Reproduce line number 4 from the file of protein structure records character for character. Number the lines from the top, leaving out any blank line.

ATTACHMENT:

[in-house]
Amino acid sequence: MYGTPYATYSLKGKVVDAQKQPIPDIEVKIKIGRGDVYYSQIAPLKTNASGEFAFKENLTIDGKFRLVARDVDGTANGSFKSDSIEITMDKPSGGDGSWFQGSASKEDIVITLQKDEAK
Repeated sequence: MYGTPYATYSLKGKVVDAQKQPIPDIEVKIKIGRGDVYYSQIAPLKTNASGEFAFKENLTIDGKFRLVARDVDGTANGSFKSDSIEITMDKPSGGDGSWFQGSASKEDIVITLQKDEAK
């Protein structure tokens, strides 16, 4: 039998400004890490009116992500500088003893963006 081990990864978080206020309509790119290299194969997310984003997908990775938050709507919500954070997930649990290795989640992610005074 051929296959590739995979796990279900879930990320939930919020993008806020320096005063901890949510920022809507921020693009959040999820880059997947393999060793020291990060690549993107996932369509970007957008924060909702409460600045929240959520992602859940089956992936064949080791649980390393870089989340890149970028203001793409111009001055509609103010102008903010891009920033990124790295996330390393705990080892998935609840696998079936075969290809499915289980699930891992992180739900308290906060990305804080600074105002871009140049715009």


């Protein structure tokens, strides 16, 4: 039998400004890490009116992500500088003893963006 081990990864978080206020309509790119290299194969997310984003997908990775938050709507919500954070997930649990290795989640992610005074 051929296959590739995979796990279900879930990320939930919020993008806020320096005063901890949510920022809507921020693009959040999820880059997947393999060793020291990060690549993107996932369509970007957008924060909702409460600045929240959520992602859940089956992936064949080791649980390393870089989340890149970028203001793409111009001055509609103010102008903010891009920033990124790295996330390393705990080892998935609840696998079936075969290809499915289980699930891992992180739900308290906060990305804080600074105002871009140049715009």